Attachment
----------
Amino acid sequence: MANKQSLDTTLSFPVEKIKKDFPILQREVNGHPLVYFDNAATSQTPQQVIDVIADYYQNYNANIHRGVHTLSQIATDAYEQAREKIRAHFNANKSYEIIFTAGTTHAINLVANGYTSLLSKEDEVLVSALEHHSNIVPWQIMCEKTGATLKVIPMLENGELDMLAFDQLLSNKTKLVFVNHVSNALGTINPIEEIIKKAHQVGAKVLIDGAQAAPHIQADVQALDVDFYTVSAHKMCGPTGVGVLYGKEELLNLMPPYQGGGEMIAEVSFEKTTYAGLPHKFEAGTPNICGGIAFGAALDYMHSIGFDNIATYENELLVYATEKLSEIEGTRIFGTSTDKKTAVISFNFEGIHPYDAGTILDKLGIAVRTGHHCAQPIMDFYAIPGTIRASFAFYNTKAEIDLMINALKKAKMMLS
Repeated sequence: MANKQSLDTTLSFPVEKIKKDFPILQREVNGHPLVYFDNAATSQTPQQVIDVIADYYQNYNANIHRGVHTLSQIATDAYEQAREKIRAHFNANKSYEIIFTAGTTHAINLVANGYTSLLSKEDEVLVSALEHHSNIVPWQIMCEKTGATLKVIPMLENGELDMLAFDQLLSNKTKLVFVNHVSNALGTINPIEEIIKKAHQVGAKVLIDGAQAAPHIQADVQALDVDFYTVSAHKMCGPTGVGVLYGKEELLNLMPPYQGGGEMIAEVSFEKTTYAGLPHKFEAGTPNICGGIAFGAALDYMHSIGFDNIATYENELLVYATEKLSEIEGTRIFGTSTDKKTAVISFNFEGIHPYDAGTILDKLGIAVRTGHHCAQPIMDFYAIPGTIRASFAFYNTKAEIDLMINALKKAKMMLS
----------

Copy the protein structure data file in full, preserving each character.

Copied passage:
Amino acid sequence: MANKQSLDTTLSFPVEKIKKDFPILQREVNGHPLVYFDNAATSQTPQQVIDVIADYYQNYNANIHRGVHTLSQIATDAYEQAREKIRAHFNANKSYEIIFTAGTTHAINLVANGYTSLLSKEDEVLVSALEHHSNIVPWQIMCEKTGATLKVIPMLENGELDMLAFDQLLSNKTKLVFVNHVSNALGTINPIEEIIKKAHQVGAKVLIDGAQAAPHIQADVQALDVDFYTVSAHKMCGPTGVGVLYGKEELLNLMPPYQGGGEMIAEVSFEKTTYAGLPHKFEAGTPNICGGIAFGAALDYMHSIGFDNIATYENELLVYATEKLSEIEGTRIFGTSTDKKTAVISFNFEGIHPYDAGTILDKLGIAVRTGHHCAQPIMDFYAIPGTIRASFAFYNTKAEIDLMINALKKAKMMLS
Repeated sequence: MANKQSLDTTLSFPVEKIKKDFPILQREVNGHPLVYFDNAATSQTPQQVIDVIADYYQNYNANIHRGVHTLSQIATDAYEQAREKIRAHFNANKSYEIIFTAGTTHAINLVANGYTSLLSKEDEVLVSALEHHSNIVPWQIMCEKTGATLKVIPMLENGELDMLAFDQLLSNKTKLVFVNHVSNALGTINPIEEIIKKAHQVGAKVLIDGAQAAPHIQADVQALDVDFYTVSAHKMCGPTGVGVLYGKEELLNLMPPYQGGGEMIAEVSFEKTTYAGLPHKFEAGTPNICGGIAFGAALDYMHSIGFDNIATYENELLVYATEKLSEIEGTRIFGTSTDKKTAVISFNFEGIHPYDAGTILDKLGIAVRTGHHCAQPIMDFYAIPGTIRASFAFYNTKAEIDLMINALKKAKMMLS